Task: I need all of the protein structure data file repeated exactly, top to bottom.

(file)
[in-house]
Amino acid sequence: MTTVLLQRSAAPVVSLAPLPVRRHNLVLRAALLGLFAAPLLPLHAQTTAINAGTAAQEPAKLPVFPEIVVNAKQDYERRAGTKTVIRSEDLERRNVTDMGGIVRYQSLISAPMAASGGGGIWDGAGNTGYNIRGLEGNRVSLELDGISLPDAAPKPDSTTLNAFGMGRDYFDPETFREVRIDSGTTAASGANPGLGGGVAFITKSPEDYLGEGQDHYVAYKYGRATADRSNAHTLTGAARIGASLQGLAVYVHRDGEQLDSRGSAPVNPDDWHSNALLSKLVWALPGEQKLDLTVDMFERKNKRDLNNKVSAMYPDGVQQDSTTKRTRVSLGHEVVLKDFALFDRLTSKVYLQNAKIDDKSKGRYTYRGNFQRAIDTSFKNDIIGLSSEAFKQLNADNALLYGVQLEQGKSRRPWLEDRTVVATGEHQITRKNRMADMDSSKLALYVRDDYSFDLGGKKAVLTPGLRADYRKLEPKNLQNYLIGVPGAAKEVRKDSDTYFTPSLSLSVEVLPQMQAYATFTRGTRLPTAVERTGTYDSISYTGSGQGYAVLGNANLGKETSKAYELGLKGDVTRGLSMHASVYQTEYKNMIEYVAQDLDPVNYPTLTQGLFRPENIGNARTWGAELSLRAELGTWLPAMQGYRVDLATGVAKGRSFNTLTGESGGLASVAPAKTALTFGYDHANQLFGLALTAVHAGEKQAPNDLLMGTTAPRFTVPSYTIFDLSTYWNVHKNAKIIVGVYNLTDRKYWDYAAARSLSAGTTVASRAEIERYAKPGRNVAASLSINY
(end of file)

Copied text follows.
[in-house]
Amino acid sequence: MTTVLLQRSAAPVVSLAPLPVRRHNLVLRAALLGLFAAPLLPLHAQTTAINAGTAAQEPAKLPVFPEIVVNAKQDYERRAGTKTVIRSEDLERRNVTDMGGIVRYQSLISAPMAASGGGGIWDGAGNTGYNIRGLEGNRVSLELDGISLPDAAPKPDSTTLNAFGMGRDYFDPETFREVRIDSGTTAASGANPGLGGGVAFITKSPEDYLGEGQDHYVAYKYGRATADRSNAHTLTGAARIGASLQGLAVYVHRDGEQLDSRGSAPVNPDDWHSNALLSKLVWALPGEQKLDLTVDMFERKNKRDLNNKVSAMYPDGVQQDSTTKRTRVSLGHEVVLKDFALFDRLTSKVYLQNAKIDDKSKGRYTYRGNFQRAIDTSFKNDIIGLSSEAFKQLNADNALLYGVQLEQGKSRRPWLEDRTVVATGEHQITRKNRMADMDSSKLALYVRDDYSFDLGGKKAVLTPGLRADYRKLEPKNLQNYLIGVPGAAKEVRKDSDTYFTPSLSLSVEVLPQMQAYATFTRGTRLPTAVERTGTYDSISYTGSGQGYAVLGNANLGKETSKAYELGLKGDVTRGLSMHASVYQTEYKNMIEYVAQDLDPVNYPTLTQGLFRPENIGNARTWGAELSLRAELGTWLPAMQGYRVDLATGVAKGRSFNTLTGESGGLASVAPAKTALTFGYDHANQLFGLALTAVHAGEKQAPNDLLMGTTAPRFTVPSYTIFDLSTYWNVHKNAKIIVGVYNLTDRKYWDYAAARSLSAGTTVASRAEIERYAKPGRNVAASLSINY